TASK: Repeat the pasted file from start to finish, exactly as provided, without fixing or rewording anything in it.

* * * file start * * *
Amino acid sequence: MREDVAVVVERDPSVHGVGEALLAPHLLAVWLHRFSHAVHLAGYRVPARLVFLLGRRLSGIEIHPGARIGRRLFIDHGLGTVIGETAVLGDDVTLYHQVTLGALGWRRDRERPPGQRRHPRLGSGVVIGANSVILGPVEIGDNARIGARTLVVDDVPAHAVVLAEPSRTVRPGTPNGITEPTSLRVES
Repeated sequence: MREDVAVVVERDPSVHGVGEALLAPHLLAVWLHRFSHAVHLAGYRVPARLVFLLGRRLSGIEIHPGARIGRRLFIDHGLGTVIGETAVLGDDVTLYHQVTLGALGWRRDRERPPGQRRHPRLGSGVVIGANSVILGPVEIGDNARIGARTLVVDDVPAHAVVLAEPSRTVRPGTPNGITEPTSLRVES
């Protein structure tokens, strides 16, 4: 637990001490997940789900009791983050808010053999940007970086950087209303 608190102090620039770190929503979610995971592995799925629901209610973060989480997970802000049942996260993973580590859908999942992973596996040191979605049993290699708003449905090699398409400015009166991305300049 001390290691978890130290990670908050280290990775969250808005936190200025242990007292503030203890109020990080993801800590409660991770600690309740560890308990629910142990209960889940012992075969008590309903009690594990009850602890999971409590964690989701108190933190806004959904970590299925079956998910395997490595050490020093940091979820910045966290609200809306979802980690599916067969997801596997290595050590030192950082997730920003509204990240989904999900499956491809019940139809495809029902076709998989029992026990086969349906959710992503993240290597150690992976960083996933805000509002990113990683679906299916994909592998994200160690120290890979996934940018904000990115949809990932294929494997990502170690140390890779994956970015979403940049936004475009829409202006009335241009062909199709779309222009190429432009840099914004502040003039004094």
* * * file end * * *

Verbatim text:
Amino acid sequence: MREDVAVVVERDPSVHGVGEALLAPHLLAVWLHRFSHAVHLAGYRVPARLVFLLGRRLSGIEIHPGARIGRRLFIDHGLGTVIGETAVLGDDVTLYHQVTLGALGWRRDRERPPGQRRHPRLGSGVVIGANSVILGPVEIGDNARIGARTLVVDDVPAHAVVLAEPSRTVRPGTPNGITEPTSLRVES
Repeated sequence: MREDVAVVVERDPSVHGVGEALLAPHLLAVWLHRFSHAVHLAGYRVPARLVFLLGRRLSGIEIHPGARIGRRLFIDHGLGTVIGETAVLGDDVTLYHQVTLGALGWRRDRERPPGQRRHPRLGSGVVIGANSVILGPVEIGDNARIGARTLVVDDVPAHAVVLAEPSRTVRPGTPNGITEPTSLRVES
């Protein structure tokens, strides 16, 4: 637990001490997940789900009791983050808010053999940007970086950087209303 608190102090620039770190929503979610995971592995799925629901209610973060989480997970802000049942996260993973580590859908999942992973596996040191979605049993290699708003449905090699398409400015009166991305300049 001390290691978890130290990670908050280290990775969250808005936190200025242990007292503030203890109020990080993801800590409660991770600690309740560890308990629910142990209960889940012992075969008590309903009690594990009850602890999971409590964690989701108190933190806004959904970590299925079956998910395997490595050490020093940091979820910045966290609200809306979802980690599916067969997801596997290595050590030192950082997730920003509204990240989904999900499956491809019940139809495809029902076709998989029992026990086969349906959710992503993240290597150690992976960083996933805000509002990113990683679906299916994909592998994200160690120290890979996934940018904000990115949809990932294929494997990502170690140390890779994956970015979403940049936004475009829409202006009335241009062909199709779309222009190429432009840099914004502040003039004094």